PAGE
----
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How would you like it if you could turn on your smartphone in San Francisco and get a different set of local slang loaded into the dictionary behind its keyboard than when you are in Seattle?

Nuance, the company behind the Swype Android keyboard that lets users type on touch screens by swiping a finger from one letter to the next, is working on it. (Swype also finally landed in the Google Play app store this week).

Swype already offers 20 different dialects for its crowdsourced Living Language feature–which users can switch on to enable the app to automatically add words to their dictionary that are popular amongst Swype users–including variants of English and Spanish. Swype automatically switches from one to another of these dialects depending on which country you’re located in. And Aaron Sheedy, Nuance’s vice president of mobile product, says the Swype team is also working on hyper-local dialects that could do the same thing when you move from city to city.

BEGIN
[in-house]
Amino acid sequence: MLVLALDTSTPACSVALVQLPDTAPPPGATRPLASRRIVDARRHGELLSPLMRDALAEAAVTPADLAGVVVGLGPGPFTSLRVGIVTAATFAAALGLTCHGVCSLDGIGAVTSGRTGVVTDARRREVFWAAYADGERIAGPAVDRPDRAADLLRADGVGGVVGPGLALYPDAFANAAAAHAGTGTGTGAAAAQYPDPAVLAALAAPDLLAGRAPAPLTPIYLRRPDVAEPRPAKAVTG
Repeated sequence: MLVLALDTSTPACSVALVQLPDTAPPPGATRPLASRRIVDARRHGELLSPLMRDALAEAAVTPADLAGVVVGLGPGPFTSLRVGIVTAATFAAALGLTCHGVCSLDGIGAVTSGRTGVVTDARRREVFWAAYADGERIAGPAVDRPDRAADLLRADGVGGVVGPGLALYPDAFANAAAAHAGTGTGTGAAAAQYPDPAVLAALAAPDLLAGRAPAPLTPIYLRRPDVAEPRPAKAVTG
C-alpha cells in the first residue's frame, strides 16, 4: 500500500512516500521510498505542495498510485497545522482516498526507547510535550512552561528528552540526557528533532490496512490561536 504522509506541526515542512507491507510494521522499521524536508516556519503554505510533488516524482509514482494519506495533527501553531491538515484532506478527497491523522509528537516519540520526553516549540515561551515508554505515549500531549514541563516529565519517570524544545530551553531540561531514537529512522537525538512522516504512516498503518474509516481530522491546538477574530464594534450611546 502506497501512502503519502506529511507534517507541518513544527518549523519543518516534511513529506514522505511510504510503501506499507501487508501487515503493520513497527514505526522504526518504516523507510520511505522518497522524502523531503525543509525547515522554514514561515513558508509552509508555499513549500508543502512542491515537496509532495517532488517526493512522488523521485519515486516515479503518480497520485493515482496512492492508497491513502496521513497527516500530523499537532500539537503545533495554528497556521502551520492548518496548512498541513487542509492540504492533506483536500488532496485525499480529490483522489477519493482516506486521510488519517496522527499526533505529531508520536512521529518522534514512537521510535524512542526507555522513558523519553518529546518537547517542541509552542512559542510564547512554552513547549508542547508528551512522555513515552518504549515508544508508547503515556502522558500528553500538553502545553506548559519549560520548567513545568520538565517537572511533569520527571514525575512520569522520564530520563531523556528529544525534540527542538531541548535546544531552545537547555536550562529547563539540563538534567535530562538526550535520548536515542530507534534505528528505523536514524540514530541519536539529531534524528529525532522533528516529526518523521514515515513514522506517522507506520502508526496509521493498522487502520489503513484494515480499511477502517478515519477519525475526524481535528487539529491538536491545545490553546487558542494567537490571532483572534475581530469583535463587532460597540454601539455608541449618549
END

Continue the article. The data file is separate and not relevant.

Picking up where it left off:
Sheedy says the company hopes to have the first of these dialects available later this year, though he didn’t volunteer details on which cities Swype is working on.

He notes that there are several challenges, though, such as determining if a word you type is a misspelling, or, say, the name of a place or street in the area you’re currently located. It’s also important to figure out which words are statistically interesting to a lot of people in the same area, and to map out the size of a given dialect area.

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Tagged: Mobile Summit 2013

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